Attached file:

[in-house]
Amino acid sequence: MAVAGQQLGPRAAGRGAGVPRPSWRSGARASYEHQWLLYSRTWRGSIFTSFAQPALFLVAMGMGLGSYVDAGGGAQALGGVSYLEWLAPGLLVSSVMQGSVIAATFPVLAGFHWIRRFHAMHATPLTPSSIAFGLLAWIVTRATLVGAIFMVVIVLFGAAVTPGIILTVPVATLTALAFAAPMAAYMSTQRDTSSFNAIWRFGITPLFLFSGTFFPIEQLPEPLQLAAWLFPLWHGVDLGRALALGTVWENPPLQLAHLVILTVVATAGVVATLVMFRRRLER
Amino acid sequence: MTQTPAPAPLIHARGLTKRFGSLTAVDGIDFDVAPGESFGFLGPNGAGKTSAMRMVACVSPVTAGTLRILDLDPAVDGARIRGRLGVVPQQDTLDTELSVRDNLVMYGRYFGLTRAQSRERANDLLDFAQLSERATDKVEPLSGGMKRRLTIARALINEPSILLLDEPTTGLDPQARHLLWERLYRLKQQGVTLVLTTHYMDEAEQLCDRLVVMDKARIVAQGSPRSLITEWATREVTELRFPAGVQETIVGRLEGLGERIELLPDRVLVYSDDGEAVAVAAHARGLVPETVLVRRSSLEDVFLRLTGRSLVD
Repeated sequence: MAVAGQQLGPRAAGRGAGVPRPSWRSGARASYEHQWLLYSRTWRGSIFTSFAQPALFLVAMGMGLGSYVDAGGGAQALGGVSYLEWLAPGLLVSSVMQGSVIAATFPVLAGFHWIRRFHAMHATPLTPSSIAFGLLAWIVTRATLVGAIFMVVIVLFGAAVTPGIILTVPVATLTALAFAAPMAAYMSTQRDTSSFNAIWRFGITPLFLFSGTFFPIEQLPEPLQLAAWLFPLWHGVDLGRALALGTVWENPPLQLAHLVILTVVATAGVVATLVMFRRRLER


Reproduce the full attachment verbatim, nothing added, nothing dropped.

[in-house]
Amino acid sequence: MAVAGQQLGPRAAGRGAGVPRPSWRSGARASYEHQWLLYSRTWRGSIFTSFAQPALFLVAMGMGLGSYVDAGGGAQALGGVSYLEWLAPGLLVSSVMQGSVIAATFPVLAGFHWIRRFHAMHATPLTPSSIAFGLLAWIVTRATLVGAIFMVVIVLFGAAVTPGIILTVPVATLTALAFAAPMAAYMSTQRDTSSFNAIWRFGITPLFLFSGTFFPIEQLPEPLQLAAWLFPLWHGVDLGRALALGTVWENPPLQLAHLVILTVVATAGVVATLVMFRRRLER
Amino acid sequence: MTQTPAPAPLIHARGLTKRFGSLTAVDGIDFDVAPGESFGFLGPNGAGKTSAMRMVACVSPVTAGTLRILDLDPAVDGARIRGRLGVVPQQDTLDTELSVRDNLVMYGRYFGLTRAQSRERANDLLDFAQLSERATDKVEPLSGGMKRRLTIARALINEPSILLLDEPTTGLDPQARHLLWERLYRLKQQGVTLVLTTHYMDEAEQLCDRLVVMDKARIVAQGSPRSLITEWATREVTELRFPAGVQETIVGRLEGLGERIELLPDRVLVYSDDGEAVAVAAHARGLVPETVLVRRSSLEDVFLRLTGRSLVD
Repeated sequence: MAVAGQQLGPRAAGRGAGVPRPSWRSGARASYEHQWLLYSRTWRGSIFTSFAQPALFLVAMGMGLGSYVDAGGGAQALGGVSYLEWLAPGLLVSSVMQGSVIAATFPVLAGFHWIRRFHAMHATPLTPSSIAFGLLAWIVTRATLVGAIFMVVIVLFGAAVTPGIILTVPVATLTALAFAAPMAAYMSTQRDTSSFNAIWRFGITPLFLFSGTFFPIEQLPEPLQLAAWLFPLWHGVDLGRALALGTVWENPPLQLAHLVILTVVATAGVVATLVMFRRRLER